Biden's Inaugural and the Return of HistoryNews at Home
tags: inauguration, presidential history, Joe Biden, Joseph Biden
Paul J. Welch Behringer is a postdoctoral fellow at the Center for Presidential History at Southern Methodist University.
Four long years ago, newly sworn-in U.S. President Donald J. Trump promised unprecedented achievements. It was a speech bereft of history, promising to overcome past problems—invoking crime, rusted factories, and jobs exported overseas—with unprecedented methods, in order to return to a mythic past that never existed. “We are looking only to the future,” Trump said, promising America would be filled with “winning like never before.” In a repudiation of establishment politics, he vowed to accomplish them by handing power back to the people. Trump called his followers “a historic movement, the likes of which the world has never seen before.”
Joseph R. Biden, inaugurated on Wednesday as the nation’s 46th president, echoed some of Trump’s calls for unity and national renewal (as most inauguration speeches do). But there the similarities stopped. Instead of finding a new way to combat yesterday’s issues, Biden showed an understanding of how history can be applied to solve the problems of the present—the pandemic, inequality, racism, financial insecurity, and environmental degradation. Rather than harkening back to America as a finished product left to rot, Biden urged Americans to continue building this unfinished project we call the United States.
As Biden—and his speechwriting team, including the historian Jon Meacham—realizes, there is no magical way to build toward a better future. “I know the forces that divide us are deep and they are real,” Biden said. “But I also know they are not new.” It takes hard, painstaking work, using tried-and-true methods like clearly written yet expertly crafted legislation, guided through Congress with compromise and deal making. It is done by respecting norms and traditions in the ways the legislative and the executive branches of government conduct their business.
The president, as well as legislators and political appointees, accomplish goals—whether they believe in “small” or “big” government—by dedicating themselves to the task at hand: governing the country by making and enforcing its laws. A rededication to good governance might be a way to overcome the increasing polarization that has wracked the country for the past three decades. It allows for dissent without making politics a zero-sum game focused on power rather than a common goal. As Biden eloquently put it: “Politics need not be a raging fire destroying everything in its path. Every disagreement doesn’t have to be a cause for total war.”
It is no coincidence that the president’s next words took aim at Trump’s assault on truth, a call to “reject a culture in which facts themselves are manipulated and even manufactured.” Making up facts about past and present fueled the rise of the conspiracy theorists who attacked the Capitol, believing in the Big Lie: that the election was stolen, either through massive voter fraud or an illegal plot to rig the election by changing voting methods.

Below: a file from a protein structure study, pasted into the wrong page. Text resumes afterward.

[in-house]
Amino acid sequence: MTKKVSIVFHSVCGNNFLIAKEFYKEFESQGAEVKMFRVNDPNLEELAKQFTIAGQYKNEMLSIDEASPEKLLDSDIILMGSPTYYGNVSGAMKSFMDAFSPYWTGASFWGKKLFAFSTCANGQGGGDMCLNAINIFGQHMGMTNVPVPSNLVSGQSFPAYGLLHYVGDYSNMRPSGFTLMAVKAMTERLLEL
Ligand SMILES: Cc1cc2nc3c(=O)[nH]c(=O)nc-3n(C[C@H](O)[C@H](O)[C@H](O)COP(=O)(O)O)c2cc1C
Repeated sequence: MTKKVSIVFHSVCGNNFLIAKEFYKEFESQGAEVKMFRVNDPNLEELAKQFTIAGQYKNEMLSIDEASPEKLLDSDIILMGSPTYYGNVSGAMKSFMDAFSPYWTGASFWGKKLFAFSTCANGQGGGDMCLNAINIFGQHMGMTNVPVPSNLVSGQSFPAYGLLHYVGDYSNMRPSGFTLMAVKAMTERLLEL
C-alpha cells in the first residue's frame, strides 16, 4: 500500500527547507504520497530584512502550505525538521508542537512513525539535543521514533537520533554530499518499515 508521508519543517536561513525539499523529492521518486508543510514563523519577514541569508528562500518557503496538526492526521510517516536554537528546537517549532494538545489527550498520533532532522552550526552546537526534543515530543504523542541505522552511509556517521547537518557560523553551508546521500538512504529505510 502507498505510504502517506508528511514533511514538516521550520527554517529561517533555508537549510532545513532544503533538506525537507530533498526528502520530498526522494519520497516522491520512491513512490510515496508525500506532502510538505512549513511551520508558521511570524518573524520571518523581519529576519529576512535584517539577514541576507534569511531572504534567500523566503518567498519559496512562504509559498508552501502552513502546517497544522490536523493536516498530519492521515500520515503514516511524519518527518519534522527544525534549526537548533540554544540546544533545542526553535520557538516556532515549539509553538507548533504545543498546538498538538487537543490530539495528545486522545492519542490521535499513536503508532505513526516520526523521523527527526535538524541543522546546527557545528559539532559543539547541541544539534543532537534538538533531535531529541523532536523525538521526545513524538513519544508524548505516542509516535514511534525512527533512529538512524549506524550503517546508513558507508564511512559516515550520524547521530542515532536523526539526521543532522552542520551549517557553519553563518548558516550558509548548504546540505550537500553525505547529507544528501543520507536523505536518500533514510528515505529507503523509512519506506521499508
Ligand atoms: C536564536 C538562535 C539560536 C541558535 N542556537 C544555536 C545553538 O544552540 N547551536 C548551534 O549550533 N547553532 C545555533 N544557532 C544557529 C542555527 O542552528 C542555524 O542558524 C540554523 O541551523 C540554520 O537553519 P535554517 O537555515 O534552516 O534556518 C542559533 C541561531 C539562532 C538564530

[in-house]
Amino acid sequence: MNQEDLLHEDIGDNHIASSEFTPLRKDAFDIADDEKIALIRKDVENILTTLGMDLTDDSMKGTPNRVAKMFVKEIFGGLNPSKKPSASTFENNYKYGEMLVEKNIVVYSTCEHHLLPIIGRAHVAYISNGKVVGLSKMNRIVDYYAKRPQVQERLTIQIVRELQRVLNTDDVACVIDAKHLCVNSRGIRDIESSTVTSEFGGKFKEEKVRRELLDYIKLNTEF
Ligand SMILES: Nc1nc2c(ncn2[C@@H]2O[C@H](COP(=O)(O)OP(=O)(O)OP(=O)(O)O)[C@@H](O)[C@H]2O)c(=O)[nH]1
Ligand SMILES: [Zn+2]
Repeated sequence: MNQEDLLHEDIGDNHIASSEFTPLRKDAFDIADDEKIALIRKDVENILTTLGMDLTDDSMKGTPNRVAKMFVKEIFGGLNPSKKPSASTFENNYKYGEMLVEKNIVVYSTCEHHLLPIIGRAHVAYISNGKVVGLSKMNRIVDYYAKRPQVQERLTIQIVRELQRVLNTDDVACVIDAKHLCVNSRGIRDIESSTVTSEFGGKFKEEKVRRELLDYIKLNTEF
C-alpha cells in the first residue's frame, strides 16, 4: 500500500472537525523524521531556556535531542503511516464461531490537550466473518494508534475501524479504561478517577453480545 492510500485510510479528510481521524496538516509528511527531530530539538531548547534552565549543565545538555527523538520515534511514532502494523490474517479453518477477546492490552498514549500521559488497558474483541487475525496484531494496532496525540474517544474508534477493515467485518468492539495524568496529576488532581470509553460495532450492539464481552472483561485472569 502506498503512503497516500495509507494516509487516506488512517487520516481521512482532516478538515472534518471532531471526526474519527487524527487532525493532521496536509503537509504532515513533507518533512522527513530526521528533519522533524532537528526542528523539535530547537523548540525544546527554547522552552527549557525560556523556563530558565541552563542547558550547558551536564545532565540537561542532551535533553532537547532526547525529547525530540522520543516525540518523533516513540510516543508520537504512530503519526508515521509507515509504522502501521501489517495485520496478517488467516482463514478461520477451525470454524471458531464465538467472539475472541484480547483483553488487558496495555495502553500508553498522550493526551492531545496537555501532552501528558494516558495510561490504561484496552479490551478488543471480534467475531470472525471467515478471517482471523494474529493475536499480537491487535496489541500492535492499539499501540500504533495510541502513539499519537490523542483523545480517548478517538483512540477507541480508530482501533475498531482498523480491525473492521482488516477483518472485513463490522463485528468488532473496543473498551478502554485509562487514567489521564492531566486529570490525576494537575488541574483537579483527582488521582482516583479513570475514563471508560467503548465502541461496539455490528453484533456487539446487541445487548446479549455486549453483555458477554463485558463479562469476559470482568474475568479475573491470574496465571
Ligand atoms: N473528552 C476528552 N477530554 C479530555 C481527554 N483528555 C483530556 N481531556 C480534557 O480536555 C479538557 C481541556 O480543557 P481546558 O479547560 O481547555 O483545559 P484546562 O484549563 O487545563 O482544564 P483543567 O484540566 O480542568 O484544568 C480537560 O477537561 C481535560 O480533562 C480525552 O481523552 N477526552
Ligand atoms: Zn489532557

Trump and his supporters (and not only the conspiracy theorists) view the past in heroic terms. The past is to be used to inspire Americans to be proud. It must be conserved, like a tiny, pristine ship in a bottle—devoid of context. And so a statue of Robert E. Lee represents not a snapshot in time of what people wanted to believe when they erected it, but a universal truth to stand for all time. Then destroying statues can be equated with destroying history. Trump hoped to erect a garden of national heroes, an eclectic list of American personalities, more appropriate for a wax museum than a sculpture garden. Ultimately, the garden of heroes was not about history because it was not meant to instruct but to elicit pride.
Another of Trump’s last acts as president was to publish the findings of the 1776 Commission, a body ostensibly about history but really another exercise in pride conservation. The job of the commission was to respond to New York Times Magazine’s 1619 Project, which puts slavery at the forefront of America’s founding. The 1619 Project—like any historical work—is not above criticism or without flaw, and several prominent historians have spoken out against it. Rather than collecting a group of historians to produce a more nuanced and contextualized history that might explain and rectify the 1619 Project’s flaws, however, Trump convened a group of political loyalists—none of them specializing in the history of the American Revolution. It was no surprise, then, that the commission’s report was not a work of history, but a flimsy, fact-bending and citation-free critique. It is meant to inflame and attack, but produces no way forward. Having vanquished uncomfortable facts, what were Americans to do, their chests puffed with all this pride?
We must puncture our own bubbles of pride, within which people of all political stripes have ensconced themselves. History can be the needle—a way to end this “uncivil war,” as Biden called it. Why? Because history done right provides citizens and policy makers with what historian Francis J. Gavin has called a “sensibility,” made up of all the antidotes to our current malady that Biden invoked. Empathy. Humility. Understanding. One of Biden’s first presidential orders will disband the 1776 Commission (the report itself has already disappeared). It is a sign that the U.S. presidency, and hopefully the rest of the government, is rededicating itself to learning from history, rather than making it up whole cloth.
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